At Congregation Beth Am in Los Altos Hills, close to 75 families forgo traditional Sunday school to gather for a Shabbaton, a program in which parents and children learn as a group.
At Congregation Agudath Israel in Caldwell, N.J., more than 100 members meet twice a month to talk about their "spiritual journey." They break off into groups and discuss issues such as family peace and caring for the ill.
Programs such as these, which use Jewish texts and members' personal lives as springboards, have been touted by advocates as a way to keep Jews interested and active in their synagogues.
They are just a couple of the innovations stemming from two national synagogue-change efforts, the Experiment in Congregational Education and Synagogue 2000.
With many Jewish leaders criticizing synagogues for lacking inspirational incentives, "synagogue transformation" is becoming something of a buzzword phrase in American Jewish life.
In the past decade, Synagogue 2000 and the ECE have guided a number of congregations hungry for transformation, and both are expanding their reach.
"Exciting changes are coming out of the ECE program," said Beth Am ECE coordinator Rabbi Josh Zweiback, dubbing it a "journey we've been on for 12 years."
"The synagogue is never completely transformed," he said. "It's a constant process of transformation."
Synagogue 2000, a Conservative movement initiative, centers its work around "PISGAH," an acronym that is not only the Hebrew word for "heights" but stands for six "spokes" of synagogue life: prayer, institutionalizing change, study, good deeds, ambiance and healing.
Formed four years earlier than Synagogue 2000, the ECE has a similar approach and has worked with 14 Reform temples. A project of the Reform movement's Hebrew Union College-Jewish Institute of Religion, ECE encourages congregations to make education central to all synagogue activities rather than simply a function of the religious school.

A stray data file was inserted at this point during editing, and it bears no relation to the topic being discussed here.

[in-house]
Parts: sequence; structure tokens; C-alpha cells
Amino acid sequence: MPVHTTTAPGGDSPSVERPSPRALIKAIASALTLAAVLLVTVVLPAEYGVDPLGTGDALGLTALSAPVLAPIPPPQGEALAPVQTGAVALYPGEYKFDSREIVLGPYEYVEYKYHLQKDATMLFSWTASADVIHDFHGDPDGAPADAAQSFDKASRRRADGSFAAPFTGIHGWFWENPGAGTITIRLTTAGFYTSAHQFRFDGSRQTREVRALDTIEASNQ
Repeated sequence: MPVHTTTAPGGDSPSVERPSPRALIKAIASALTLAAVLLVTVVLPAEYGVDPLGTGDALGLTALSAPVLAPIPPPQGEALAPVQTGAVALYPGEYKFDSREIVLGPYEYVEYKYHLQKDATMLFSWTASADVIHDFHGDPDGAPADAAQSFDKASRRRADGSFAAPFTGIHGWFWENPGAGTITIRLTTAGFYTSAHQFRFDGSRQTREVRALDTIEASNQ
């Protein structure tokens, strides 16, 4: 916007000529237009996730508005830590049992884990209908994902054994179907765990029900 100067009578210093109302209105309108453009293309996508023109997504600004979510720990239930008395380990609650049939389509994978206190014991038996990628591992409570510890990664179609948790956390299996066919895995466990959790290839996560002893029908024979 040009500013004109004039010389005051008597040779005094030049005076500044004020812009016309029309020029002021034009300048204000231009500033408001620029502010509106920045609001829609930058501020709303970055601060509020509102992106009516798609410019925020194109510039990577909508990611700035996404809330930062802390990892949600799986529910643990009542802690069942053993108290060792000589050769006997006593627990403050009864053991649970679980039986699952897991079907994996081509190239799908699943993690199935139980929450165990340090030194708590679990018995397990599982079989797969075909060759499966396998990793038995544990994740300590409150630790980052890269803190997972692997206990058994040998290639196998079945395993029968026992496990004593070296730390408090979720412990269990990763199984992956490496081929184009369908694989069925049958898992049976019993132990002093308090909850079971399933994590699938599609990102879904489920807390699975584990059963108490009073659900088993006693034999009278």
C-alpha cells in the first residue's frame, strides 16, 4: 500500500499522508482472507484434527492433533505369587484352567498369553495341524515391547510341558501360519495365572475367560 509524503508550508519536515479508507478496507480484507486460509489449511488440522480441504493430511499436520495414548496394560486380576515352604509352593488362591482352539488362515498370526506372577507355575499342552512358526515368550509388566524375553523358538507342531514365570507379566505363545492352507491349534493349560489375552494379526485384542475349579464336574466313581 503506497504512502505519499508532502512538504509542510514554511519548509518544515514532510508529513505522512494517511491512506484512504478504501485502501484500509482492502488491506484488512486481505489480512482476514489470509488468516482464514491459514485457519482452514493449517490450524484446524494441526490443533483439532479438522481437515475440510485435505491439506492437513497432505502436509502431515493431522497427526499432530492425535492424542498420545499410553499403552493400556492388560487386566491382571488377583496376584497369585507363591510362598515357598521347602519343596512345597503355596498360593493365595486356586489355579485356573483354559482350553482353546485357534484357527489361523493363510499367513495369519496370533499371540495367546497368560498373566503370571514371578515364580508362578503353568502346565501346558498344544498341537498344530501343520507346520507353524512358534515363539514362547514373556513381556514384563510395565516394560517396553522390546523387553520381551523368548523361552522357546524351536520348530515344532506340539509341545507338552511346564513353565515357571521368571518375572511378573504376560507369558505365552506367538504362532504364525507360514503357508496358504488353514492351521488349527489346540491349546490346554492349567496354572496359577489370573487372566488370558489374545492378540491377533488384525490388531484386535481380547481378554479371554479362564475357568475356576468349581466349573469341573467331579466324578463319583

Change is necessary, say the Synagogue 2000 and ECE proponents, because too many synagogues remain stuck in old patterns that do not resonate with contemporary American Jews. While earlier generations joined synagogues as "ethnic hangouts," they believe, younger Jews are often on spiritual quests that could be answered — but usually aren't — in a synagogue.
"American Buddhism is flourishing because of what synagogues have done wrong," said Rabbi Sidney Schwarz, founding leader of a suburban Washington congregation and author of a new book calling for synagogue change.
"Jews are fueling it because they're looking for spirituality that exists within Judaism but has been successfully masked."
In most congregations, writes Schwarz, liturgy is not accessible or engaging, and most members are only marginally involved, joining simply so their children can attend Hebrew school and celebrate a bar or bat mitzvah.
Like Synagogue 2000 and ECE proponents, Schwarz calls for synagogues to make their services more participatory, to develop healthy lay-clergy partnerships, to focus on the education needs of adults and not just children, and to take on serious spiritual issues like the nature of God and the purpose of life.
Also working toward that goal, a triumvirate of mega-philanthropists — Charles Schusterman, Michael Steinhardt and Edgar Bronfman — created an organization last winter called Synagogue Transformation and Renewal that will invest several million dollars in efforts to reinvigorate synagogue life, promote public awareness of synagogues, and advocate that Jewish federations increase synagogue funding.
Late last week, STAR unveiled plans to award $500,000 per year in challenge grants for "innovative approaches" to synagogue issues such as membership, leadership, staffing, education and worship services.
Additionally, its founders say they will create a program to train synagogue consultants and convene meetings for congregational leaders from all movements, and use new technology such as videoconferencing and the Internet to offer professional development courses for rabbis.